Emperor Mollusk’s interplanetary warlording days are mostly over. Sure, he’s still universally worshipped on Earth, the planet he subjugated in the past, although that may have something to do with the mind-control technology he developed too. Still, his days of planet-hopping and mercilessly crushing any opposition are mostly over. Nowadays, he considers himself mostly retired and focuses on his true love: exploring the boundaries of insanely dangerous science. This occasionally results in technology that would allow less discerning galactic despots to crush entire civilizations under their heels, but still: for all intents and purposes, Mollusk is settling down. Until he discovers that actual retirement is not that easy to achieve for a former Warlord of Terra…
I only discovered A. Lee Martinez recently with Chasing the Moon, a goofy and hilarious twist on H.P. Lovecraft by way of Bridget Jones (review). I enjoyed it so much that I resolved to check out more of the his work soon. Emperor Mollusk versus the Sinister Brain is the author’s latest novel and an equally goofy and hilarious take on pulp science fiction super-villains. You know that shadowy Emperor Zurg that Toy Story’s Buzz Lightyear is always going on about? Mollusk, the Neptunon invertebrate who subjugated the Earth, is cut from the same mold.
However, most of the novel focuses on the period in Mollusk’s life after he decides to take a break from the ruthless conquest of the galaxy and focus on technological research instead. He’s basically resting on his laurels, quietly working in his lab and only creating the occasional death ray device or endless source of energy, when suddenly his past catches up with him. Zala, the fearless Venusian warrior who is just about to arrest Mollusk for past transgressions against her planet, unwillingly ends up cast in the role of his bodyguard. After all, even though every single Venusian wants Mollusk dead and then some, they want to be the ones to bring him to justice, even if that includes keeping him alive until that day comes.
Zala and Mollusk end up meeting a variety of crazy cartoon super-villains and mad geniuses in a novel that reads like one long mad goose chase. The story is sprinkled with a handful of flashbacks that show Mollusk’s past and explain why he ended up retiring from the warlording game. This adds a little bit of depth to his character, but make no mistake: this is really not a novel you’ll want to read for the deep characterization.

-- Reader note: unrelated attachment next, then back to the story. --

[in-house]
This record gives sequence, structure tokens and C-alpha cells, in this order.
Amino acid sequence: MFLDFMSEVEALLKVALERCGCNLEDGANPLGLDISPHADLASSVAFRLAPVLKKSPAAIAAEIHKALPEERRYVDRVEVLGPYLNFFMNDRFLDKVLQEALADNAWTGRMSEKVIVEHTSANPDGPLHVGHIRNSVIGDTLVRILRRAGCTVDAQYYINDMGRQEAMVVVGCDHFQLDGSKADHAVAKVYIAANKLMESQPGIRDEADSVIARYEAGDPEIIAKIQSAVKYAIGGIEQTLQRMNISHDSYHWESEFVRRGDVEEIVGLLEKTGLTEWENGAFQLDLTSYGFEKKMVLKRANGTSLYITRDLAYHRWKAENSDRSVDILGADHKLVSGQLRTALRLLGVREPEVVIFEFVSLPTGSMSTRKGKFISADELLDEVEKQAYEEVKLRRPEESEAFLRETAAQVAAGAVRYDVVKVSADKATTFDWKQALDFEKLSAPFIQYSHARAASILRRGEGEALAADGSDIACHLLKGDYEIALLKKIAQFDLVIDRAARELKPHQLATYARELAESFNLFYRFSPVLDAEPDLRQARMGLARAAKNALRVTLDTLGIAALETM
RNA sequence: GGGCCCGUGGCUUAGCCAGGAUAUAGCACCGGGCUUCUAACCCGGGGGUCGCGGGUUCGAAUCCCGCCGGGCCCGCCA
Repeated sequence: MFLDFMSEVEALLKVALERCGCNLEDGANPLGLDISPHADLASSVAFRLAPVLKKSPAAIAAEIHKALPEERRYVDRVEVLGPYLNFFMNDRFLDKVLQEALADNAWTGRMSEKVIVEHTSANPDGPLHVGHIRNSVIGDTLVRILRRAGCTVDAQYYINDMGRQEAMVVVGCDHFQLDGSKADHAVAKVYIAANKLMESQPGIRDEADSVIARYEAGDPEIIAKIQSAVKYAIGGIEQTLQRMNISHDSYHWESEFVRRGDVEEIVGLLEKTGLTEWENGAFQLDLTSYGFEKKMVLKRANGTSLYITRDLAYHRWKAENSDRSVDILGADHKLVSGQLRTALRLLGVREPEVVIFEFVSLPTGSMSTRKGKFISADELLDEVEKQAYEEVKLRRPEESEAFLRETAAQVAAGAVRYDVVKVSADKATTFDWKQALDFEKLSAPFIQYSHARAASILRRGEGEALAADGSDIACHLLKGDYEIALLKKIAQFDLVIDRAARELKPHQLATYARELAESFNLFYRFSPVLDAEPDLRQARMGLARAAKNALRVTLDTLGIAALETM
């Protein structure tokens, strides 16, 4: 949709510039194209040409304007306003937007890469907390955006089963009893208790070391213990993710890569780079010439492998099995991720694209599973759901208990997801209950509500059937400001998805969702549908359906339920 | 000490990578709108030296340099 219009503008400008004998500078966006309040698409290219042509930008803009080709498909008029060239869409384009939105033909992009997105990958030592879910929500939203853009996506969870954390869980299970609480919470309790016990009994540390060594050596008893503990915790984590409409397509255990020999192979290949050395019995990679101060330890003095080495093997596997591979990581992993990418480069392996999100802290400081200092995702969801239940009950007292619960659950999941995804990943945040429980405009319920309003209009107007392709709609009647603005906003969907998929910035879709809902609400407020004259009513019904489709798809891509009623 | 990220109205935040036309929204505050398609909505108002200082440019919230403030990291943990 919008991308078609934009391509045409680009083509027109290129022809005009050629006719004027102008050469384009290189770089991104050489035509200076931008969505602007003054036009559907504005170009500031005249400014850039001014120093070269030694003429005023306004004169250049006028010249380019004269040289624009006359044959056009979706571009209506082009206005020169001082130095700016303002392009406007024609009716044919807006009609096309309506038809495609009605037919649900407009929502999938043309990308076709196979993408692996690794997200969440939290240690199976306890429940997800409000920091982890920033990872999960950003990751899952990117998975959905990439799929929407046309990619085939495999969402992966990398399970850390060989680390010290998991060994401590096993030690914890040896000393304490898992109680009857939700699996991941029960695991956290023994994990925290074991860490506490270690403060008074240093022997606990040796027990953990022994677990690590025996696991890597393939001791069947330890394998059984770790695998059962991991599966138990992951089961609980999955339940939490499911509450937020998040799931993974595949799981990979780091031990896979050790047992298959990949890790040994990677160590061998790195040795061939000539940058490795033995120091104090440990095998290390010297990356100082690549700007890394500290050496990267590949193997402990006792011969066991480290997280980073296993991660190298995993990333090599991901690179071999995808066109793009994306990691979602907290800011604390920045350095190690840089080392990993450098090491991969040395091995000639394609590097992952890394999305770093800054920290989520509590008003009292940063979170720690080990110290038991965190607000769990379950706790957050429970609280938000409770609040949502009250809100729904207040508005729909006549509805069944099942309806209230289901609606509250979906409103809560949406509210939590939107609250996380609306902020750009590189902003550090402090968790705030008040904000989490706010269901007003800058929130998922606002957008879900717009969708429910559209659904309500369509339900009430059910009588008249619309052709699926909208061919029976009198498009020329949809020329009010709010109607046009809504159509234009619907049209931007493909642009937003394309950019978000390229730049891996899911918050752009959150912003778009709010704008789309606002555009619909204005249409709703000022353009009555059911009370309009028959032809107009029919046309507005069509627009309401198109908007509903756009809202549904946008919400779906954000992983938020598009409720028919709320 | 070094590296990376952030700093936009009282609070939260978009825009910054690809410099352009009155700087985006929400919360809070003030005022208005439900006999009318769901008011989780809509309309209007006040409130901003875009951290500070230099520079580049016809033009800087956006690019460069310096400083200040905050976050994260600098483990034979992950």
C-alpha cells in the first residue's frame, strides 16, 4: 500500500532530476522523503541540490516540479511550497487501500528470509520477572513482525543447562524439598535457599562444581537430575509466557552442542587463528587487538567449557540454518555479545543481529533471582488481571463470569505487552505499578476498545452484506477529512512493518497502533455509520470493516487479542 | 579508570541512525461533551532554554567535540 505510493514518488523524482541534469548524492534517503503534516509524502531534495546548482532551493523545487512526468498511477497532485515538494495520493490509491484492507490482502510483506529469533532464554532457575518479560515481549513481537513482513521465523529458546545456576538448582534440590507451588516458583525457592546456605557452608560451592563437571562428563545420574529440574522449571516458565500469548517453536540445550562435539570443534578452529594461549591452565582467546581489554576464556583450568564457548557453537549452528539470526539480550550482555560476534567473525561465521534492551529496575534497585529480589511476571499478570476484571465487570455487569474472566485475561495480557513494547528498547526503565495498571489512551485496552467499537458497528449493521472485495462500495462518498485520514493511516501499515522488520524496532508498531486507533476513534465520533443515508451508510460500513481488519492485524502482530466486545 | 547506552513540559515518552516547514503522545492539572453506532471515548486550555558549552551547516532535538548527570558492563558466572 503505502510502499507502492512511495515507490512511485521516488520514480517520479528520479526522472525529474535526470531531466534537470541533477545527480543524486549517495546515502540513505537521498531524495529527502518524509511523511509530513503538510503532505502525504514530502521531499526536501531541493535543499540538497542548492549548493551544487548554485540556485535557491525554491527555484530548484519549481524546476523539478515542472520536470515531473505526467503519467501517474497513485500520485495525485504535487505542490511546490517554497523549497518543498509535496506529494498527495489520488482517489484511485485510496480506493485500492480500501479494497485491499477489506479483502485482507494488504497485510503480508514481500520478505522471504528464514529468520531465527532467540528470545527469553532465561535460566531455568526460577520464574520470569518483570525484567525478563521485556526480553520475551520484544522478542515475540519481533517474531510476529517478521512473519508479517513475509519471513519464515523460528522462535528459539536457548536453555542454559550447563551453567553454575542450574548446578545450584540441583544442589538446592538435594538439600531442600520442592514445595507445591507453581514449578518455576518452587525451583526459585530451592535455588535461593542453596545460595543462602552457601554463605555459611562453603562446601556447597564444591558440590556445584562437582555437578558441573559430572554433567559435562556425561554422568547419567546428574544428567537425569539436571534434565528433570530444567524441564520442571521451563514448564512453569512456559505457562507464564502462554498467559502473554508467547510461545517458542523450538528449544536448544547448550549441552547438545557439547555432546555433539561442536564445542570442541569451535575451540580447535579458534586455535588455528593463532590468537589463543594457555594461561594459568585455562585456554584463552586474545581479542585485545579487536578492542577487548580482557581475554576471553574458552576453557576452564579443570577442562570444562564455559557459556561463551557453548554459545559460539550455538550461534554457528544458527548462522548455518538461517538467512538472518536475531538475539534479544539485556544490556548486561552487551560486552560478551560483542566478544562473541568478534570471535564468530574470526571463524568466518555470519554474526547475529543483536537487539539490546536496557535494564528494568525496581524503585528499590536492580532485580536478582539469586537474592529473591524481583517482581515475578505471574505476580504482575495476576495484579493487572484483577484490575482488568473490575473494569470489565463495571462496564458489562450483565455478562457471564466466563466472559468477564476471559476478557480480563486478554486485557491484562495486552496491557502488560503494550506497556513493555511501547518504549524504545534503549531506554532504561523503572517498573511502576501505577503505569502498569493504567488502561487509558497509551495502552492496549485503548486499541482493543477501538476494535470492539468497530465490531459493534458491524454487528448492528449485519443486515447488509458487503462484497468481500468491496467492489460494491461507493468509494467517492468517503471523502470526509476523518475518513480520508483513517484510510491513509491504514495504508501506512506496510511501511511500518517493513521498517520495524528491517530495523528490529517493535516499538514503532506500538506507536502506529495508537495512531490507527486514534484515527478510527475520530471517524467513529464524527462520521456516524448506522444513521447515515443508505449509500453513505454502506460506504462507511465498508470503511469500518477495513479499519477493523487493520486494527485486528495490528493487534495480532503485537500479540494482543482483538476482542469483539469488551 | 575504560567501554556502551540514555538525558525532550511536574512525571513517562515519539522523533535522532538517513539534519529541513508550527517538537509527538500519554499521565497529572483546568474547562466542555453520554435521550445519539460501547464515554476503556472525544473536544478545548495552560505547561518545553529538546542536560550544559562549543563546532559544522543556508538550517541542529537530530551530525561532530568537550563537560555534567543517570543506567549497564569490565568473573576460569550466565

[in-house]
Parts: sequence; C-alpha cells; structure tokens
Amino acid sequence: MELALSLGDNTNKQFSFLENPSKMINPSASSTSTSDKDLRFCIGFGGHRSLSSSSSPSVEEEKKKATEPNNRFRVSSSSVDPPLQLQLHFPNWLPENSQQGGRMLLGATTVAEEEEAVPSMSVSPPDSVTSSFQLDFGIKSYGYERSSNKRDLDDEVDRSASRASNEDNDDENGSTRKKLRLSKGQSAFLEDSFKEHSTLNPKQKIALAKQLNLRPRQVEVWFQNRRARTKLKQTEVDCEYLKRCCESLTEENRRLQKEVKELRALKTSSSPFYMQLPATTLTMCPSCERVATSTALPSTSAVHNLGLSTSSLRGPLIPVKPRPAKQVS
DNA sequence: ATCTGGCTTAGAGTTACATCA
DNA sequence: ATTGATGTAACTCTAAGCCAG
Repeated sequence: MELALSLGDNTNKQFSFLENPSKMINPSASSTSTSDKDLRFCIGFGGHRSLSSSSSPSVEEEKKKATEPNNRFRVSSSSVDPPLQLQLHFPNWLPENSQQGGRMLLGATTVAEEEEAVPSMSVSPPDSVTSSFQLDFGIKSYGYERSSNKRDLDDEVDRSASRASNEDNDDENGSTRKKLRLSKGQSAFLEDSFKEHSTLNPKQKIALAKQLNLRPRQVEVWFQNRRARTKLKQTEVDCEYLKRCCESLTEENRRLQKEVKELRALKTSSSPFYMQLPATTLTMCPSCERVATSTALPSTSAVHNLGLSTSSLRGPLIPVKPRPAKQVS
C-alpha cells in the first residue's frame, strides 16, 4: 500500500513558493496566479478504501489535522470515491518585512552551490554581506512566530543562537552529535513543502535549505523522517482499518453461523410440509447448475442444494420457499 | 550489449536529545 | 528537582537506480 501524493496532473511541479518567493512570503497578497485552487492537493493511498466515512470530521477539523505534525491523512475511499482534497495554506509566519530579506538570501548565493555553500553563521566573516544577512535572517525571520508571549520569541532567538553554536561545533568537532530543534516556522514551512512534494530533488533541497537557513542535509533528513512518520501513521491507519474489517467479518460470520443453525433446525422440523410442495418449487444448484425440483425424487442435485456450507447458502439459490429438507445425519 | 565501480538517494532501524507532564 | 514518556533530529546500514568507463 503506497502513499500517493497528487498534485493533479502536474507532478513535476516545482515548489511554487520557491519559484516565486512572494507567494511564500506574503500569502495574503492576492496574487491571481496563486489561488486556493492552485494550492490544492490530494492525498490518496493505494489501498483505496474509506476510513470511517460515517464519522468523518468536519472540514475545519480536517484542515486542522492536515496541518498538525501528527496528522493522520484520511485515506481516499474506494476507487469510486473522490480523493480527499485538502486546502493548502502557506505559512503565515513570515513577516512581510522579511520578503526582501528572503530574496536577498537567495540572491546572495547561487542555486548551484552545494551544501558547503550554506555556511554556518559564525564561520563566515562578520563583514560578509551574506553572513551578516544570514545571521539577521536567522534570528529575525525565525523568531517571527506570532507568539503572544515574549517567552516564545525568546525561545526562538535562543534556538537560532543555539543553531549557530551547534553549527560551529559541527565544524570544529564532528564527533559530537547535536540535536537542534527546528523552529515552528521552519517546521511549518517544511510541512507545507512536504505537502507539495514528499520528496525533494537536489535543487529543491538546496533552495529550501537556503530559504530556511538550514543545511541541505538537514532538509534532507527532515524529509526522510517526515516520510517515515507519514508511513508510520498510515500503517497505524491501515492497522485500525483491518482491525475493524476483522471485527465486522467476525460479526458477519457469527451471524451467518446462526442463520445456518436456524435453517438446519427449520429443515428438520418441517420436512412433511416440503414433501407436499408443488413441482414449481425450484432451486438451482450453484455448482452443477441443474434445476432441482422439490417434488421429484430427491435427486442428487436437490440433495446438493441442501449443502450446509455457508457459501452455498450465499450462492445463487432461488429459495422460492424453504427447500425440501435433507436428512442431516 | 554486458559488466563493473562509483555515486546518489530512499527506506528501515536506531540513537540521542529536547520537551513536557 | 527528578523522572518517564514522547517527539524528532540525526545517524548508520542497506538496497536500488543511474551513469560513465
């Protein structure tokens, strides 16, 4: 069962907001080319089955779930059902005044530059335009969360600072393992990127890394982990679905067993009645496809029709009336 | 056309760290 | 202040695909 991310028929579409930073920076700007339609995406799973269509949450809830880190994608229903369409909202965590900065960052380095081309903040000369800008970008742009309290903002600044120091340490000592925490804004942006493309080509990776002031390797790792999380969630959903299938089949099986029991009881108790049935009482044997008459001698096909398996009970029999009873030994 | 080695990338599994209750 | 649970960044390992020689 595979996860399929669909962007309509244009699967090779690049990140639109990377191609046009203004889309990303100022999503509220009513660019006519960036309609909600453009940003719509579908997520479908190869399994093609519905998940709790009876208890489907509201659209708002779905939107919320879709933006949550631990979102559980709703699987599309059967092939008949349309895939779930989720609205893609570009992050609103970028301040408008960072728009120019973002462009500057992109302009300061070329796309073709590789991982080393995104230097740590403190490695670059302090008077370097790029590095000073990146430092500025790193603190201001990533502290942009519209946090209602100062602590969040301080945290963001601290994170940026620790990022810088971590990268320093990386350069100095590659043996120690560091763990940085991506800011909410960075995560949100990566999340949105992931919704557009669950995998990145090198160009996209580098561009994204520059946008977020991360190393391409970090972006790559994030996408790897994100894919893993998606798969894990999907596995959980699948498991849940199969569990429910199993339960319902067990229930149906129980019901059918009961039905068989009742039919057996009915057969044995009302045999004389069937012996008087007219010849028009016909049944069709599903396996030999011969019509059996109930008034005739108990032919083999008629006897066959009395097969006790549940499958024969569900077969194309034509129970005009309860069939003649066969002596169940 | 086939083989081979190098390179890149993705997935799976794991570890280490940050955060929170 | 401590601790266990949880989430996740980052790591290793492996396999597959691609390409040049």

Instead, what you get is A. Lee Martinez riffing on SF super-villains in his own inimitable style. The end result is a story that reads like a series of parodies of crazy video game boss battles, including corny dialogue and, because this is A. Lee Martinez, characters making fun of each other’s corny dialogue. There’s not much direction early on, making it feel more like a series of loosely connected episodes than a novel, but eventually all of it does come together in what’s possibly the craziest plot twist of all.
So, not much in the way of characterization or plot, but the jokes hit you in rapid succession and make Emperor Mollusk versus the Sinister Brain just enough fun to be worth your attention. The book is full of hilarious one liners, sly references, broad winks, slapstick humor, and general all-purpose gags themed around interplanetary villains. Here’s Mollusk, upon meeting a representative of a race he subjugated in the past:
“I could understand his frustration. We were both conquerors. The biggest difference between us was that I’d succeeded while he had failed. But history is written by the winners. Especially winners with access to global mind-control devices.”
Emperor Mollusk versus the Sinister Brain is full to the brim of jokes like this, but again, there isn’t a whole lot more to it. Having realistic expectations is the key, because your level of enjoyment will most definitely depend on how you approach the novel. Still, if you’re in the mood for a laugh, this is a fun, entertaining way to spend a few hours.